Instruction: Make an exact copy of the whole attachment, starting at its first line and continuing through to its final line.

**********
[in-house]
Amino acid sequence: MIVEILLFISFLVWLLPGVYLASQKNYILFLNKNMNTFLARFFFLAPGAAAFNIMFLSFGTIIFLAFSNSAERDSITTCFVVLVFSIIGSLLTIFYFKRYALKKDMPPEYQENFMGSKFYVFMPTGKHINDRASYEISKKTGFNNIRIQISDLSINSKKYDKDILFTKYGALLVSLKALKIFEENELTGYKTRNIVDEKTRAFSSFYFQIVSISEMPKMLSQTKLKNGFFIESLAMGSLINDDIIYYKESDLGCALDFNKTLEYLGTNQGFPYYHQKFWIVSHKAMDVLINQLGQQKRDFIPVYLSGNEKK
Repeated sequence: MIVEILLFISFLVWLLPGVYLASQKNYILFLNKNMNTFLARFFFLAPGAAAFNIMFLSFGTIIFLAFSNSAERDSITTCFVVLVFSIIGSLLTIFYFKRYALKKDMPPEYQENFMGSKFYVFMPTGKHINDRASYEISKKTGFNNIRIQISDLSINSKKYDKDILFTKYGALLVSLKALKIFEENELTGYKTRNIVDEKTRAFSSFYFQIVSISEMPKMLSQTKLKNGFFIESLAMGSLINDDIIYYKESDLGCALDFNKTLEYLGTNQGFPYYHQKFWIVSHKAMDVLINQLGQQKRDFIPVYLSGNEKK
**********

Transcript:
[in-house]
Amino acid sequence: MIVEILLFISFLVWLLPGVYLASQKNYILFLNKNMNTFLARFFFLAPGAAAFNIMFLSFGTIIFLAFSNSAERDSITTCFVVLVFSIIGSLLTIFYFKRYALKKDMPPEYQENFMGSKFYVFMPTGKHINDRASYEISKKTGFNNIRIQISDLSINSKKYDKDILFTKYGALLVSLKALKIFEENELTGYKTRNIVDEKTRAFSSFYFQIVSISEMPKMLSQTKLKNGFFIESLAMGSLINDDIIYYKESDLGCALDFNKTLEYLGTNQGFPYYHQKFWIVSHKAMDVLINQLGQQKRDFIPVYLSGNEKK
Repeated sequence: MIVEILLFISFLVWLLPGVYLASQKNYILFLNKNMNTFLARFFFLAPGAAAFNIMFLSFGTIIFLAFSNSAERDSITTCFVVLVFSIIGSLLTIFYFKRYALKKDMPPEYQENFMGSKFYVFMPTGKHINDRASYEISKKTGFNNIRIQISDLSINSKKYDKDILFTKYGALLVSLKALKIFEENELTGYKTRNIVDEKTRAFSSFYFQIVSISEMPKMLSQTKLKNGFFIESLAMGSLINDDIIYYKESDLGCALDFNKTLEYLGTNQGFPYYHQKFWIVSHKAMDVLINQLGQQKRDFIPVYLSGNEKK